People who participated in yoga class regularly are likely to have a lower risk of metabolic syndrome development, a renowned study suggested.
Yoga, the ancient technique for harmonized external and internal body well beings, through breath control, meditation, bodily movement and gesture… has been best known for people in Western world and some parts in Asia due to health benefits reported by various respectable institutes’ research and supported by health advocates.
According to the Vanderbilt University School of Medicine, yoga, a form of physical activity that incorporates psychological components (e.g., maintaining attention, relaxation) may process a health benefit in alleviated risk of metabolic syndrome and improved mental stress and quality of life.
In a sixty-seven adults at risk for MetS enrolled (mean age [SD]: 58  years; 50% male; 79% non-Hispanic White) in 12-week yoga program coupled with an evidence-based health education program (HED), in compared to HED alone, researchers found that participants in yoga program coupled with an evidence-based health education program (HED) showed a significant improvement of twice quality of life domains in compared health education group.
Dr. Sohl SJ, the lead author said, ” implemented lifestyle education along with yoga to evaluate the potential unique effects of yoga on participants at risk for MetS”.
Furthermore, in another 12 weeks yoga lessons of 173 Chinese men and women aged 18 or above either assigned to either the yoga intervention group (n = 87) or the control group (n = 86), after taking into account of other confounders, researchers indicated that yoga group showed a greater decline in waist circumference (p<0.001), fasting glucose (p<0.01), triglycerides (p<0.05), and MetS z score, in comparison to control.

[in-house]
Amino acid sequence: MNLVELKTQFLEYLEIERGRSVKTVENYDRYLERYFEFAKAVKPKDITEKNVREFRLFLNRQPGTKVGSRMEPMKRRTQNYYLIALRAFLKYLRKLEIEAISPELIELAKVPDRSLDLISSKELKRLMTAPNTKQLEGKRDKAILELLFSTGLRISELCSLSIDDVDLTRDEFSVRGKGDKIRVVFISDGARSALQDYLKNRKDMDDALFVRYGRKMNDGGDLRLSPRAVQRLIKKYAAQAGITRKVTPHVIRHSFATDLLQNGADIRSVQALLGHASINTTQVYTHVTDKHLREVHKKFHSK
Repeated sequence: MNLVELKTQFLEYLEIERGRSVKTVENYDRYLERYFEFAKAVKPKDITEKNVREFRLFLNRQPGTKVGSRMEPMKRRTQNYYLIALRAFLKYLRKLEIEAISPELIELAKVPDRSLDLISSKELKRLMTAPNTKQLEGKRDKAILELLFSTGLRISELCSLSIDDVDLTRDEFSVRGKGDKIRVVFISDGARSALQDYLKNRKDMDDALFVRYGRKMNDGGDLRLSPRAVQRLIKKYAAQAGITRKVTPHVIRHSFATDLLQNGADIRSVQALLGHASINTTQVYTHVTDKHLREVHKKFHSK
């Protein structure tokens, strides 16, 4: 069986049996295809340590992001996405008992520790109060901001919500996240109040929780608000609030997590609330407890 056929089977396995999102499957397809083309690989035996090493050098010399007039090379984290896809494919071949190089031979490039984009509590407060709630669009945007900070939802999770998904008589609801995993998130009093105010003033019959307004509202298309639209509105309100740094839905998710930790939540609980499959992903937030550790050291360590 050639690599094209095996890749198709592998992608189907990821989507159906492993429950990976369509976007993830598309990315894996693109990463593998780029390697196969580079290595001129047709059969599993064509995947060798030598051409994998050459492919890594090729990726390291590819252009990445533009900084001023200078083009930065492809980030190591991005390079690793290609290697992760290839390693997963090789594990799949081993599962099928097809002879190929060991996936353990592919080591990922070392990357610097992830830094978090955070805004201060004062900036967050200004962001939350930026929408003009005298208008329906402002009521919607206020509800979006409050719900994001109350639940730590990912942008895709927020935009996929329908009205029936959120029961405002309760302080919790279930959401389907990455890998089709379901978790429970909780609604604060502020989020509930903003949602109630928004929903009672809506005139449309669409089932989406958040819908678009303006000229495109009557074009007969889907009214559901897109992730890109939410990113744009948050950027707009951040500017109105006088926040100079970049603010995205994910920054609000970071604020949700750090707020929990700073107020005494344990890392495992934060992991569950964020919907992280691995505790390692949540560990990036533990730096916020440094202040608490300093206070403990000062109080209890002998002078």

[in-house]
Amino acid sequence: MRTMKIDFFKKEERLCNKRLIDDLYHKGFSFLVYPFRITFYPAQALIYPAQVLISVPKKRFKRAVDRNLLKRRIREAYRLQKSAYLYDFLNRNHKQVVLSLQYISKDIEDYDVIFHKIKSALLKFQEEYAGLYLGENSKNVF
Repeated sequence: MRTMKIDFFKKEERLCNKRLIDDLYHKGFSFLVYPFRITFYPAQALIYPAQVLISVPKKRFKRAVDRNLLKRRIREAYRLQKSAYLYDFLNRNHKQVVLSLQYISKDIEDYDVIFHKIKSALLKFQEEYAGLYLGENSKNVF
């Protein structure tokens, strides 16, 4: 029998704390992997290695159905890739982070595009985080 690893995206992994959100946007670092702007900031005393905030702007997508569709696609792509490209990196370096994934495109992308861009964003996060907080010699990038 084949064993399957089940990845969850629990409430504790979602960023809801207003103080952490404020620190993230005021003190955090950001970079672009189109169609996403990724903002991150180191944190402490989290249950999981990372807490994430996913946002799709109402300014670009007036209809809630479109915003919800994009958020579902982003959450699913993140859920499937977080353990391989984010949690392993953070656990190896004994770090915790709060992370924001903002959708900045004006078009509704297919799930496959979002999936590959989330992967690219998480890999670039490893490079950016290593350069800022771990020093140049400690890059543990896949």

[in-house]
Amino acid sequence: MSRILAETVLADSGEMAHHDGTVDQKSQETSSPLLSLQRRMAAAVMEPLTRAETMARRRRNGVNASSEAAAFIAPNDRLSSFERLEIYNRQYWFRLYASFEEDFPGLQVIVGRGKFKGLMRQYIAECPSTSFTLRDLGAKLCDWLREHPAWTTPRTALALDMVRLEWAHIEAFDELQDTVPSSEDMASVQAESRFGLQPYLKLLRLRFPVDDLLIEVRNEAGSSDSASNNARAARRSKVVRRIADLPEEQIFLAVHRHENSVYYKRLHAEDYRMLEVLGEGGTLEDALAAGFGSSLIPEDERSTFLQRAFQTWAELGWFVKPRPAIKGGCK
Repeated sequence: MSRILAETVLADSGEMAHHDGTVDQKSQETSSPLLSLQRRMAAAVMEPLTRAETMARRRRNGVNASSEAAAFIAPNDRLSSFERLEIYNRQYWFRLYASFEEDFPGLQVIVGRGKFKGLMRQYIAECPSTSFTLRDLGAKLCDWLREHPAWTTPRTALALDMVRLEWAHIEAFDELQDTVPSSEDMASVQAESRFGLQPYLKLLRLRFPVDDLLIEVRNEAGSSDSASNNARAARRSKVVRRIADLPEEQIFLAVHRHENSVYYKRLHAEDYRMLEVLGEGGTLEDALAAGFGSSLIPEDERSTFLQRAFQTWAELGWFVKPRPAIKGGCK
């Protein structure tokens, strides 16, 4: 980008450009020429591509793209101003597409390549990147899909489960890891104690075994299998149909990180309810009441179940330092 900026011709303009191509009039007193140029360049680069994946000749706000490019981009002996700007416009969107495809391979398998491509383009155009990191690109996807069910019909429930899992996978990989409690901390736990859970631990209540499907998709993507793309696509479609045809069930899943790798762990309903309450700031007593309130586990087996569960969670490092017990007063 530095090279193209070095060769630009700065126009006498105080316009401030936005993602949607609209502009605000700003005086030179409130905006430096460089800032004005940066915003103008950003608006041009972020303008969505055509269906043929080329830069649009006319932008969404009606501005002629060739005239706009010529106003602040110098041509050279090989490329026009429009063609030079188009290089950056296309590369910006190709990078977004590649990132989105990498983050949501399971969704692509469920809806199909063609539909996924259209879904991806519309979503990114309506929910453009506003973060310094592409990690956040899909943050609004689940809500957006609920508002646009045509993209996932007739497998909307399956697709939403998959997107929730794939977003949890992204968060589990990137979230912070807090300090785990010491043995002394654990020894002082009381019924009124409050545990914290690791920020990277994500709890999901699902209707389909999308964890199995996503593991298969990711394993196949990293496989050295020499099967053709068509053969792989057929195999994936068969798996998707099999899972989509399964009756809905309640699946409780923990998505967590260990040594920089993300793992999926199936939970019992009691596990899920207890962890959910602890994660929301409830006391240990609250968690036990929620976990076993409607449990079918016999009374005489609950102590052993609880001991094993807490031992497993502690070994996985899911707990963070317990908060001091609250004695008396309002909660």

Also, the yoga group expressed a significant improved general health perceptions (p<0.01), physical component score (p<0.01), and social functioning (p<0.01) domains score of HRQo with no difference in the enhanced systolic/diastolic blood pressures or high-density lipid protein cholesterol in both group.
Promisingly, the 2009-2012, 48-week randomized trial comparing restorative yoga vs. stretching among underactive adults with the metabolic syndrome at the Universities of California, San Francisco and San Diego of 180 participants randomized and 135 (75%) completed the trial, at 12 moths, suggested that yoga participants displayed a magnificent decrease of fasting glucose, insulin, and HbA1c and increase in HDL-cholesterol in compared to stretch group.
Taking altogether, yoga may be used as physical therapy in reduced risk and treatment of metabolic syndrome with greater effect in comparison to other forms of treatment in the article, but participants should always engage only to class tailored to their needs.
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